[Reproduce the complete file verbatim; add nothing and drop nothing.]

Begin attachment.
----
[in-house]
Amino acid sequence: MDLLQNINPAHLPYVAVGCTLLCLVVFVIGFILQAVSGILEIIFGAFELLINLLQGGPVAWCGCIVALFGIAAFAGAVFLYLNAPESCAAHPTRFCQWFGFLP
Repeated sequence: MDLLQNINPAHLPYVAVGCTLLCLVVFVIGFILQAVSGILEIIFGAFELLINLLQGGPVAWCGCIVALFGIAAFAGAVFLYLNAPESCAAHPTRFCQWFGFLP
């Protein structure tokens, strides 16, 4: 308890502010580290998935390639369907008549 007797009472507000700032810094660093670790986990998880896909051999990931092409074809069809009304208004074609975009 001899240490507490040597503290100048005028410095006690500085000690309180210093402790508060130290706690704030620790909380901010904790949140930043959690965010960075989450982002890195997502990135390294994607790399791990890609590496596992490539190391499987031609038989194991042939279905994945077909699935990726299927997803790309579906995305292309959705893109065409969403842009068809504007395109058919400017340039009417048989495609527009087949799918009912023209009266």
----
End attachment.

[in-house]
Amino acid sequence: MDLLQNINPAHLPYVAVGCTLLCLVVFVIGFILQAVSGILEIIFGAFELLINLLQGGPVAWCGCIVALFGIAAFAGAVFLYLNAPESCAAHPTRFCQWFGFLP
Repeated sequence: MDLLQNINPAHLPYVAVGCTLLCLVVFVIGFILQAVSGILEIIFGAFELLINLLQGGPVAWCGCIVALFGIAAFAGAVFLYLNAPESCAAHPTRFCQWFGFLP
């Protein structure tokens, strides 16, 4: 308890502010580290998935390639369907008549 007797009472507000700032810094660093670790986990998880896909051999990931092409074809069809009304208004074609975009 001899240490507490040597503290100048005028410095006690500085000690309180210093402790508060130290706690704030620790909380901010904790949140930043959690965010960075989450982002890195997502990135390294994607790399791990890609590496596992490539190391499987031609038989194991042939279905994945077909699935990726299927997803790309579906995305292309959705893109065409969403842009068809504007395109058919400017340039009417048989495609527009087949799918009912023209009266």